One of the most unusual Mormon terms is Ahman, which appears twice in the Doctrine and Covenants (other than in the term Adam-ondi-ahman)—in 78:20 and 95:17. In both of these scriptures it is part of the term Son Ahman and equivalent to Christ. So, then what does Ahman mean?
Outside of Mormon sources, the only references I’ve found to this word are names—primarily Arabic, but also Swedish and perhaps Chinese.
But it is also close to words in other languages. In Mormon Doctrine, McConkie connects this word with the name of the Egyptian God Amon and even with the interrogative, which by custom we use to close our prayers, Amen, which originates in the Hebrew verb aman, meaning to strengthen, confirm, which was used adverbally as an expression of affirmation or consent (according to the OED).
The clearest Mormon documentation for the meaning of Ahman is best known from a talk by Orson Pratt, given February 18, 1855 on Temple Square in Salt Lake City. He explained the term this way:
There is one revelation that this people are not generally acquainted with. I think it has never been published, but probably it will be in the Church History. It is given in questions and answers. The first question is, “What is the name of God in the pure language?” The answer says, “Ahman.” “What is the name of the Son of God?” Answer, “Son Ahman—the greatest of all the parts of God excepting Ahman.” “What is the name of men?” “Sons Ahman,” is the answer. “What is the name of angels in the pure language?” “Anglo-man.”This revelation goes on to say that Sons Ahman are the greatest of all the parts of God excepting Son Ahman and Ahman, and that Anglo-man are the greatest of all the parts of God excepting Sons Ahman, Son Ahman, and Ahman, showing that the angels are a little lower than man. What is the conclusion to be drawn from this? It is, that these intelligent beings are all parts of God, and that those who have the most of the parts of God are the greatest, or next to God, and those who have the next greatest portions of the parts of God, are the next greatest, or nearest to the fulness of God; and so we might go on to trace the scale of intelligences from the highest to the lowest, tracing the parts and portions of God so far as we are made acquainted with them. Hence we see that wherever a great amount of this intelligent Spirit exists, there is a great amount or proportion of God, which may grow and increase until there is a fulness of this Spirit, and then there is a fulness of God.
The “revelation” Pratt refers to is a document titled “A Sample of Pure Language given by Joseph the Seer as copied by Br. Johnson” which was recently published in the 1st volume of revelations of the Joseph Smith Papers in 2009. Whether it is actually a revelation or not may depend on how you distinguish revelation from other documents—unlike other documents in this handwritten revelation book it isn’t labeled either a revelation or commandment. No doubt Pratt called it a revelation because he saw it in the book with the other revelations (most of which are now in the Doctrine and Covenants). The historical note that appears with this document on the Joseph Smith Papers website points out that Ahman was originally spelled Awmen and later changed to Awman. It also appears elsewhere as Aw-man and Ah man.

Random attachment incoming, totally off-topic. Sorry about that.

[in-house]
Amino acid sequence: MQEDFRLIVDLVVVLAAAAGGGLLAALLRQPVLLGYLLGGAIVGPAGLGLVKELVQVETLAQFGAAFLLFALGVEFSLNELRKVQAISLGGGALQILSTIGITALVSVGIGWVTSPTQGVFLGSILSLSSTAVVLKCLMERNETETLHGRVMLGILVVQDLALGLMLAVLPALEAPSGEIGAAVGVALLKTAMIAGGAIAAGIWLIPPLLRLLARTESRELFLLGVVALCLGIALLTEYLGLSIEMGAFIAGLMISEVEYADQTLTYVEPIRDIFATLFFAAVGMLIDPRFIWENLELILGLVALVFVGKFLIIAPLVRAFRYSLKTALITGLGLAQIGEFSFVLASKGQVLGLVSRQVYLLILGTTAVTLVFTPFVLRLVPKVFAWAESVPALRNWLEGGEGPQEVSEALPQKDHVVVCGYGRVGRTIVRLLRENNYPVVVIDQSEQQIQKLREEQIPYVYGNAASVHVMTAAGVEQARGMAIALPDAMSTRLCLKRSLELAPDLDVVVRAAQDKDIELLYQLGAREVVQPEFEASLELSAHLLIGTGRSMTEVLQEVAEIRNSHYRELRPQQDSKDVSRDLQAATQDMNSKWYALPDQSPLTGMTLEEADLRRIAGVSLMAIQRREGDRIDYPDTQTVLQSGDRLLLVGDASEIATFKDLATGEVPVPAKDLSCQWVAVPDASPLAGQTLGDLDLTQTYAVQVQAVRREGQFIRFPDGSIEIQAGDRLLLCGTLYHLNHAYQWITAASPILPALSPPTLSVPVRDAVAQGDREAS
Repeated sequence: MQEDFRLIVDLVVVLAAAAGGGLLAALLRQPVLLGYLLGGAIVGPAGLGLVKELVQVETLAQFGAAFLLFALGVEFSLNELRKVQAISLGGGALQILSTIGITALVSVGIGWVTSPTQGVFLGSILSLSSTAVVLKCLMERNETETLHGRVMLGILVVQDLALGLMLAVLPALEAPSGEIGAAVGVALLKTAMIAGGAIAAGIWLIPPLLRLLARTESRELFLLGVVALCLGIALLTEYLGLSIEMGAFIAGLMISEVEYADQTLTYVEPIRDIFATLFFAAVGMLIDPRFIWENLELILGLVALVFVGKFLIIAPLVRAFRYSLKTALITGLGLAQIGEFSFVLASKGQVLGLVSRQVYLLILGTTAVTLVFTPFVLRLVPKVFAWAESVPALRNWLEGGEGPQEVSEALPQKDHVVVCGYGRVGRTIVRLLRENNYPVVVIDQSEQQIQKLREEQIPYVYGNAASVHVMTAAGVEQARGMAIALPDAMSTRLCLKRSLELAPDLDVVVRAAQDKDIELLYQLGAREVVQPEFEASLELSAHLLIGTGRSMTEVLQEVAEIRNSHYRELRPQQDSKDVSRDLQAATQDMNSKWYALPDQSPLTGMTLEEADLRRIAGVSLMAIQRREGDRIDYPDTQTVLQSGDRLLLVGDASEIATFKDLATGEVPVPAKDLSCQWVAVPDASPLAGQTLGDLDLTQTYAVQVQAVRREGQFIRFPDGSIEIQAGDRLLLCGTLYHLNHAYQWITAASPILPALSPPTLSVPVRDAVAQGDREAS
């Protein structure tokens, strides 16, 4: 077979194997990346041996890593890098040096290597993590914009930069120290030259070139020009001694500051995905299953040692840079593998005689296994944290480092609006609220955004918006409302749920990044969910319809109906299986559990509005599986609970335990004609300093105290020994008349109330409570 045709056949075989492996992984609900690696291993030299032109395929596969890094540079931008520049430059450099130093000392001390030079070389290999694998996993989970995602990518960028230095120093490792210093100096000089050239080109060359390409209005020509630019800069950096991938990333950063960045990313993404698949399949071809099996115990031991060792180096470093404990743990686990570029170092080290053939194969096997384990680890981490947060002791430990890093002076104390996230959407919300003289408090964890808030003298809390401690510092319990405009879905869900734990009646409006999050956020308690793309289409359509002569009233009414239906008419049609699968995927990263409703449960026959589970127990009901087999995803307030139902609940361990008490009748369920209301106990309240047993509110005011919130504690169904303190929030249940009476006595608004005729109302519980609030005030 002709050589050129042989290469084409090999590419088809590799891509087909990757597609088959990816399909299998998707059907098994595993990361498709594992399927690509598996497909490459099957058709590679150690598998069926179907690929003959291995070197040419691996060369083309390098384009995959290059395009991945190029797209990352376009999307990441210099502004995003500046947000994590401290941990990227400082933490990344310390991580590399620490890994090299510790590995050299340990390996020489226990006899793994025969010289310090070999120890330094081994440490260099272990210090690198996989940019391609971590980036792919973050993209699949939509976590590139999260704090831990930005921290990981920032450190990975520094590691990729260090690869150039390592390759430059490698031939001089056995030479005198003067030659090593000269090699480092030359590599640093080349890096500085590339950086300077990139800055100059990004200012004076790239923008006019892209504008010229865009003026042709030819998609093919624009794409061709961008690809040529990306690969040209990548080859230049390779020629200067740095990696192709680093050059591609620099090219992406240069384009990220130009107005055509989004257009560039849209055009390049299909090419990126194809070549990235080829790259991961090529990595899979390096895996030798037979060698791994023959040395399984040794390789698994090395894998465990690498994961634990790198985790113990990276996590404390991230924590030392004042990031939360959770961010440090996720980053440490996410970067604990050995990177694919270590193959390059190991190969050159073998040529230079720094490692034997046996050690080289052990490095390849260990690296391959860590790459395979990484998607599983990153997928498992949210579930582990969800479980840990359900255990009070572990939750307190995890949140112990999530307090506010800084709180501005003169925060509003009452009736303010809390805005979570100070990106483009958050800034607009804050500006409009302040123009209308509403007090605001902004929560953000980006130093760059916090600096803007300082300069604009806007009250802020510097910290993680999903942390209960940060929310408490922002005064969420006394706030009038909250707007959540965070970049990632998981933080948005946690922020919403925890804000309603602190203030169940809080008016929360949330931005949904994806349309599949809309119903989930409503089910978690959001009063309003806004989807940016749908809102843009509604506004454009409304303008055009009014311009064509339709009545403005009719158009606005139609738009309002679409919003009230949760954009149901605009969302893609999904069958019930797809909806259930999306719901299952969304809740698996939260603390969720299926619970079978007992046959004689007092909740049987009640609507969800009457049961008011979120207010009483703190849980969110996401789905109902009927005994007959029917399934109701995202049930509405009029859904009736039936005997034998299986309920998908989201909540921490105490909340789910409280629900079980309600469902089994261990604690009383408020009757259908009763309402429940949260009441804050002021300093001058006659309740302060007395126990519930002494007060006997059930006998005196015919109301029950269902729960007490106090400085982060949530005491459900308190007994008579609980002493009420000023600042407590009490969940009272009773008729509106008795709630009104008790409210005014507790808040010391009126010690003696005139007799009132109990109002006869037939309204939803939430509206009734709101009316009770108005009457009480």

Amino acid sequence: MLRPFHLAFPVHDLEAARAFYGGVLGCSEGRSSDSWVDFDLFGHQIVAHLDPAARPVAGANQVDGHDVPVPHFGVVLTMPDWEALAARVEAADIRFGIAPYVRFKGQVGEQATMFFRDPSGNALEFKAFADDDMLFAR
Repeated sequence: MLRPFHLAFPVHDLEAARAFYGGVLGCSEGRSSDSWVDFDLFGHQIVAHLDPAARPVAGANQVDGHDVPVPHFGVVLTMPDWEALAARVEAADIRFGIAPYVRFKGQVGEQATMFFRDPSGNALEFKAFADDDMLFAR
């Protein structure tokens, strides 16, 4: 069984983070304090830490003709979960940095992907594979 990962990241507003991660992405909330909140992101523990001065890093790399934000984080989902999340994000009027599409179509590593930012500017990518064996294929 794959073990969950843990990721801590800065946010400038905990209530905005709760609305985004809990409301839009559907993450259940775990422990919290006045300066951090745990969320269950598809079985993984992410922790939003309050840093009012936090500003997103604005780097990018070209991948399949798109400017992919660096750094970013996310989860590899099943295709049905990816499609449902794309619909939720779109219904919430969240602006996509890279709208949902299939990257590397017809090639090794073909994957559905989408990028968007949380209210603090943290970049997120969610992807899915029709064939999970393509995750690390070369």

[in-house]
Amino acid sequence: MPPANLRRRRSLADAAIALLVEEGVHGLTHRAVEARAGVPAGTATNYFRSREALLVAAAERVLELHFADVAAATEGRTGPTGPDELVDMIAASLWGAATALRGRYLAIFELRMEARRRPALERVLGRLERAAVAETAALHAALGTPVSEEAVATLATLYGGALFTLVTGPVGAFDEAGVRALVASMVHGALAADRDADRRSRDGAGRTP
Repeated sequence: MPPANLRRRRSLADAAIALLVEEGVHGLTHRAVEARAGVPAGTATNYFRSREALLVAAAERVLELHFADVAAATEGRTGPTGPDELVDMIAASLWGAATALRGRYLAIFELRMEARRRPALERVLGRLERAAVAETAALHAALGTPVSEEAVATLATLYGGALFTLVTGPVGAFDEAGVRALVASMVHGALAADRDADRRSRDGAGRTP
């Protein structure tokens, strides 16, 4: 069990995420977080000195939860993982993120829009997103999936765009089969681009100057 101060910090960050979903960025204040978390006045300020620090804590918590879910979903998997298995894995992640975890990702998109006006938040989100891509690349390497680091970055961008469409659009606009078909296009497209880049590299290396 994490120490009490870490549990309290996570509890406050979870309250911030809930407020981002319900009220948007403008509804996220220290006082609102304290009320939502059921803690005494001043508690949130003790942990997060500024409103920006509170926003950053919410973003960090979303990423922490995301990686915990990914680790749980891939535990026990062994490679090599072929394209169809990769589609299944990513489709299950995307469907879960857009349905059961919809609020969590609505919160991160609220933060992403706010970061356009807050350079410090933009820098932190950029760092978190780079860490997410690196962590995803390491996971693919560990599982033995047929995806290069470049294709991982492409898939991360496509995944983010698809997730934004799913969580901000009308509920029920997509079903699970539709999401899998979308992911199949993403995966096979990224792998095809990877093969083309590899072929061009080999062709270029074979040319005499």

McConkie connects the “Pure Language” with the “language of Adam” spoken of in Moses 6:57 and concludes that Ahman means “Man of Holiness” and refers to Heavenly Father in the same way that Savior, meaning one who saves, refers to Christ. Regardless of whether that meaning existed in the minds of Joseph Smith, early Church leaders and Mormons up to Mormon Doctrine, it is likely that, to the extent that the meaning of Ahman is known at all, Mormons since that time have defined it as Man of Holiness.
Of course, I think more research is needed, since I haven’t looked at enough of the uses of the word to get a sense for how it has been used. I do know that it hasn’t been used frequently at all. The General Conference Corpus shows 10 uses in the 1855 Orson Pratt speech excerpted above and a total of six uses between 1942 and 1973 by 5 different speakers. Ahman has appeared more frequently outside of General Conference, both in books about doctrine and Mormonism, and even in fiction, where the 1855 Pratt speech has been quoted on occasion. But the use of the word remains rare. Still, I suspect this meaning is the most plausible, along with a general meaning as a name for God.
It is possible that the meaning of Ahman may change somewhat in the future because of non-LDS use. Recently, FLDS leader Warren Jeffs used the phrase Son Ahman in the documents he sent to media and libraries in the U.S., which may make this term more familiar. I have also seen it used by other groups, including one man who has adopted Ahman as part of his own name.
But perhaps the most intriguing issue remaining with the word Ahman is its grammar. The original “Sample of Pure Language” document says that the name of the Son of God isn’t Son of Ahman, but Son Ahman. Man isn’t Sons of Ahman, but Sons Ahman. And Angels are Ahman Angls-men. I still need to puzzle out exactly what is going on with these terms. Are they entirely new terms? Or some specialized gramatical form that is used with Ahman?
As always, I welcome your thoughts. An intriguing word, isn’t it?